The Who by Numbers – The Who Look Inward

The Who by Numbers

The Who

Polydor, 1975

This is a sleeper hit for the once Guinness Book of World Records holding loudest band in the world. Following on the heels of of the epic and grandiose Quadrophenia, The Who did the most unexpected thing they could do. who CVRRecorded ten songs, seemingly unconnected, introspective and relatively uncluttered by mountains of horns or synthesizers.

In short, they went back to being a rock band. And they declare this with the decidedly contrarian opening track, “Slip Kid,” in 6/8 time, with one of Keith Moon’s most restrained performances ever recorded. With militant posturing, “Slip Kid” declares fidelity to freedom at any cost, “There’s no easy way to be free.”

“However Much I Booze” is a personal, confessional piece sung by Pete Townshend which could be a folk number flogged and throttled by this restless rock band. “Squeeze Box,” the most readily identifiable track from the disc is a bright spot of pop where the band lets loose like it’s 1968 and they’re still a singles band.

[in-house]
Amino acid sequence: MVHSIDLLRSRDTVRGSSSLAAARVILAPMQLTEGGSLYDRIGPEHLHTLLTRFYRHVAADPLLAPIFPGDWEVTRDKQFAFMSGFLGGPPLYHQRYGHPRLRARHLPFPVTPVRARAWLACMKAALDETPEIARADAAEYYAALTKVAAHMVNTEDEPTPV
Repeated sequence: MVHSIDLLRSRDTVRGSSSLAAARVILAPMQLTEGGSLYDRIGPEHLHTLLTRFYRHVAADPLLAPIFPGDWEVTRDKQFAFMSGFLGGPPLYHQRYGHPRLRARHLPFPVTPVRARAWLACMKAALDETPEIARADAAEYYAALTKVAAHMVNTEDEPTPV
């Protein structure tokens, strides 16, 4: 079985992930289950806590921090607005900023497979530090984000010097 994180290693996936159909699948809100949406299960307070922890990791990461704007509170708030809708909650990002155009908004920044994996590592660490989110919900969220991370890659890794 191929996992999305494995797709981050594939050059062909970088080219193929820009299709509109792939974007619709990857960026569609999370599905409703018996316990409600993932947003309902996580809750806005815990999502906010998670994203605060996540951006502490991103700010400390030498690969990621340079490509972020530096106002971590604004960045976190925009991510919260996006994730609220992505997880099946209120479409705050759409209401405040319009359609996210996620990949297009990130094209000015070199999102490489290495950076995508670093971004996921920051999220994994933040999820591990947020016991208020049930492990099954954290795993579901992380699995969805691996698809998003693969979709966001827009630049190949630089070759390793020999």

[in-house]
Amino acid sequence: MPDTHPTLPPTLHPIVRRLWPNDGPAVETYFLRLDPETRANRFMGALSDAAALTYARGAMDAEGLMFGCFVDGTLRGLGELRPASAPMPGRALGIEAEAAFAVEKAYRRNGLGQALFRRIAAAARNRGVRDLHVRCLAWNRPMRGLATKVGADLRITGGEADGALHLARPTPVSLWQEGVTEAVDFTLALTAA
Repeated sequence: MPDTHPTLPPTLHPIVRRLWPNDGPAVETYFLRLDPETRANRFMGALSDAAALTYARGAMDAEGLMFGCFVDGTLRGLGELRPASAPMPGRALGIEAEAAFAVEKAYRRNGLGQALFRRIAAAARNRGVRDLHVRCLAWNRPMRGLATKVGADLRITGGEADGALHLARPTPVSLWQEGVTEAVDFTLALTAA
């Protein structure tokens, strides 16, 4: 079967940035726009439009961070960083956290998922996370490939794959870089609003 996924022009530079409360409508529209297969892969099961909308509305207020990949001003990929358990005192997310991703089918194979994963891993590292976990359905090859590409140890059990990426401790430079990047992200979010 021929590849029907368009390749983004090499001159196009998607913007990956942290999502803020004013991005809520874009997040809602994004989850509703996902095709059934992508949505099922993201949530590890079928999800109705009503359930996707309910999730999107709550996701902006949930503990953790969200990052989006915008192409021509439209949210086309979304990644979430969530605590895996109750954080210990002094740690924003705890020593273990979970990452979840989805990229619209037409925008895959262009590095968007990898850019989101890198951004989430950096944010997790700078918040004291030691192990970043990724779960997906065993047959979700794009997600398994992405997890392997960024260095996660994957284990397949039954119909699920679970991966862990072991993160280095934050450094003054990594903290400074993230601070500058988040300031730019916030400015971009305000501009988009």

On “They Are All in Love”, Daltrey sings “Hey goodbye all you punks, stay young and stay high/Hand me my chequebook and I’ll crawl off to die”. Bitterness that success may not be exactly what one had hoped for has crept into the band’s collective psyche. John Entwistle’s one tune, “Success Stories” belies much the same sentiment “I’ve gotta play some one-night stands/Six for the tax man, and one for the band/Back in the studio to make our latest number one/Take two-hundred-and-seventy-six/You know, this used to be fun.”

This may be a deep cuts collection for fans, but who hasn’t shrugged their shoulders at some point uncertain of what they should do next? We get to hear a powerful band in transition, contemplating their next move, with one half-step forward and two steps back.